English

Definition of chance noun from the Oxford Advanced Learner's Dictionary

      

    chance

     noun
    noun
    BrE BrE//tʃɑːns//
     
    ; NAmE NAmE//tʃæns//
     
     
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  1. 1  [countable, uncountable] a possibility of something happening, especially something that you want chance of doing something Is there any chance of getting tickets for tonight? She has only a slim chance of passing the exam. chance that… There's a slight chance that he'll be back in time. There is no chance that he will change his mind. chance of something happening What chance is there of anybody being found alive? chance of something Nowadays a premature baby has a very good chance of survival. The operation has a fifty-fifty chance of success. an outside chance (= a very small one) The chances are a million to one against being struck by lightning.
  2. 2  [countable] a suitable time or situation when you have the opportunity to do something It was the chance she had been waiting for. Jeff deceived me once already—I won't give him a second chance. This is your big chance (= opportunity for success). chance of something We won't get another chance of a holiday this year. chance to do something Please give me a chance to explain. Tonight is your last chance to catch the play at your local theatre. chance for somebody to do something There will be a chance for parents to look around the school.
  3. 3  [countable] an unpleasant or dangerous possibility When installing electrical equipment don't take any chances. A mistake could kill. The car might break down but that's a chance we'll have to take.
  4. 4  [uncountable] the way that some things happen without any cause that you can see or understand I met her by chance (= without planning to) at the airport. Chess is not a game of chance. It was pure chance that we were both there. We'll plan everything very carefully and leave nothing to chance. Synonymsluckchance coincidence accident fate destinyThese are all words for things that happen or the force that causes them to happen.luck the force that causes good or bad things to happen to people:This ring has always brought me good luck.chance the way that some things happen without any cause that you can see or understand:The results could simply be due to chance.coincidence the fact of two things happening at the same time by chance, in a surprising way:They met through a series of strange coincidences.accident something that happens unexpectedly and is not planned in advance:Their early arrival was just an accident.fate the power that is believed to control everything that happens and that cannot be stopped or changed:Fate decreed that she would never reach America.destiny the power that is believed to control events:I believe there’s some force guiding us—call it God, destiny or fate.fate or destiny? Fate can be kind, but this is an unexpected gift; just as often, fate is cruel and makes people feel helpless. Destiny is more likely to give people a sense of power: people who have a strong sense of destiny usually believe that they are meant to be great or do great things.Patterns by …luck/​chance/​coincidence/​accident It’s no coincidence/​accident that… pure/​sheer luck/​chance/​coincidence/​accident to believe in luck/​coincidences/​fate/​destiny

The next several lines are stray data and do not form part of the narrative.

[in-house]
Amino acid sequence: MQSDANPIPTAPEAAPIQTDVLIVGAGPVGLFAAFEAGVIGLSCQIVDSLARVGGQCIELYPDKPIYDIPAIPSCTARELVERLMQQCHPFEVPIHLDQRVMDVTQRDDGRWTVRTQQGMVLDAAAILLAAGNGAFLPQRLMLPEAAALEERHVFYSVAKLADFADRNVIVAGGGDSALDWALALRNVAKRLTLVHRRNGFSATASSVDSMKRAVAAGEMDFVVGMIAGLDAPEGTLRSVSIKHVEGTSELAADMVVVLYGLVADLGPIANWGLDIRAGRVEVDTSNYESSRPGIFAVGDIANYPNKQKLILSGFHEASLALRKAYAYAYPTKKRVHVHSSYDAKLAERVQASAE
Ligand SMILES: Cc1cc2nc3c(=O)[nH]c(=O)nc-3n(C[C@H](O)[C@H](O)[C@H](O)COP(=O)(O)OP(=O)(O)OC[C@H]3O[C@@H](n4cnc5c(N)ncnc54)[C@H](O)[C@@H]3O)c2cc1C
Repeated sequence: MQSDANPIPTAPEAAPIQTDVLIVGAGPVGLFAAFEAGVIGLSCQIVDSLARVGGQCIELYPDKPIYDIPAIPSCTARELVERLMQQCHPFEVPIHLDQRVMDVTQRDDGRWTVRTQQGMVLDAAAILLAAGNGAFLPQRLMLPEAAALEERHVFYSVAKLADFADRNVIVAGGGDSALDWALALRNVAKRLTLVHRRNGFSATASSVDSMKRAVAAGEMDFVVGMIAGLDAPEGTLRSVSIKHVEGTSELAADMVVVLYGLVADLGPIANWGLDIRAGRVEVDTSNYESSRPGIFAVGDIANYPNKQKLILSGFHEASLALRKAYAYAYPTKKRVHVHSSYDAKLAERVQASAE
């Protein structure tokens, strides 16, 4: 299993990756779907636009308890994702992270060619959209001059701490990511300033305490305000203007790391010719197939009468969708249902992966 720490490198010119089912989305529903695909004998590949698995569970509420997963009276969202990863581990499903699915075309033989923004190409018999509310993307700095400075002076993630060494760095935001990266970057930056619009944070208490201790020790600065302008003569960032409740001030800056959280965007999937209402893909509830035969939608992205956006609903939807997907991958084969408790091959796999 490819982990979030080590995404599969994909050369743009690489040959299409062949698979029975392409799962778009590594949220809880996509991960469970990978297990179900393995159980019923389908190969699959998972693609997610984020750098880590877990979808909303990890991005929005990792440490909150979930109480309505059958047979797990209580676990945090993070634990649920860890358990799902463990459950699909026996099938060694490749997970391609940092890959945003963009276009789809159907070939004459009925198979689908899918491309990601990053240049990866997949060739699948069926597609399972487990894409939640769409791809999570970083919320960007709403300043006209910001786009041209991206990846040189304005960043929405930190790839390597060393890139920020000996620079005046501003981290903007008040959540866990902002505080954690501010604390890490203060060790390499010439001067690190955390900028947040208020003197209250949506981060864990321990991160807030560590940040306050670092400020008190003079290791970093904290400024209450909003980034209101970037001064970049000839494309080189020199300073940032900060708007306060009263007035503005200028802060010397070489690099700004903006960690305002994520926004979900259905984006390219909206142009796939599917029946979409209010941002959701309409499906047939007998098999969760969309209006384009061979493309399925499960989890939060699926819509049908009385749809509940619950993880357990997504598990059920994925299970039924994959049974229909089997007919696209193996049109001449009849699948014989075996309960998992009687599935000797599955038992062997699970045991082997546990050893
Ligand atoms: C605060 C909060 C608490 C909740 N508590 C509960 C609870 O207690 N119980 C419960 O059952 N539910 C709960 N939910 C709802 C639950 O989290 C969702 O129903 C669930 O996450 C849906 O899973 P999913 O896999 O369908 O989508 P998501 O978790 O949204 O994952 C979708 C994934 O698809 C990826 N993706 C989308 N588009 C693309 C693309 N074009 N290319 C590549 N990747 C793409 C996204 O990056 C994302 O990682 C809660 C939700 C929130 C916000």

5. Word Origin Middle English: from Old French cheance, from cheoir ‘fall, befall’, based on Latin cadere.Extra examples After a poor start, they are now in with a chance of winning the league. Are you by any chance Mr Ludd? As long as there is an outside chance, we will go for it. By a happy chance he bumped into an old friend on the plane. Chess is not a game of chance. Fat chance of him helping you! Given the chance, I’d retire tomorrow. He blew four of his seven save chances. He deserves the chance to give his side of the story. He didn’t want to risk the chance of being discovered. He doesn’t stand a chance of winning against such an experienced player. He had wasted a golden chance to make history. He had zero chance of survival. He realized that this might be his only chance to save himself. How do you rate our chances of finding her? I don’t fancy our chances of getting there on time. I finally had the chance to meet my hero. I got most answers right through sheer chance. I rang the company just on the off chance that they might have a vacancy. I would welcome the chance to give my opinion. I wouldn’t pass up the chance of working for them. If she let this chance slip, she would regret it for the rest of her life. It was a mistake which eliminated any chance of an Australian victory. Katie was his last real chance at happiness. Leaving nothing to chance, he delivered the letter himself. No child should be denied the chance of growing up in a family. She has every chance of passing the exam if she works hard. She played left-handed to give her opponent a fair chance. She spotted her chance of making a quick profit. Take every chance that comes your way. The doctors gave him little chance of surviving the night. The dog always runs off when it gets half a chance. The guide book didn’t mention the hotel, but we decided to take a chance. The manager took a chance on the young goalkeeper. The missing climber’s chances of survival are slim. The new college is intended to improve the life chances of children in the inner city. The police came upon the hideout purely by chance. The police were taking no chances with the protesters. The results could simply be due to chance. The teacher gave her one last chance to prove she could behave. The team created several clear chances but failed to score. There are no second chances in this business. There is a very real chance that the film will win an award. There is always an element of chance in buying a used car. There isn’t a snowball’s chance in hell that I’ll wear that thing! There was only a million-to-one chance of it happening. There’s a fair chance that nobody will come to the talk. They blew their chance to go second in the league. They have a 90 per cent chance of success. This is the ideal chance for him to show his ability. This is your big chance—grab it with both hands. Travis had left the door open—she seized her chance and was through it like a shot. What are his survival chances? When the chance came to go to Paris, she jumped at it. the variety with the best chance for success As chance would have it, John was going to London too. Jeff deceived me once already—I won’t give him a second chance. Nowdays a premature baby has a very good chance of survival. The car might break down but that’s a chance we’ll have to take. There’s a slight chance that she’ll be back in time. We met by chance at the airport. We won’t get another chance at a vacation this year. We’ll plan everything very carefully and leave nothing to chance. When installing electrical equipment don’t take any chances. You’ll have the opportunity/​chance to ask questions at the end.Idioms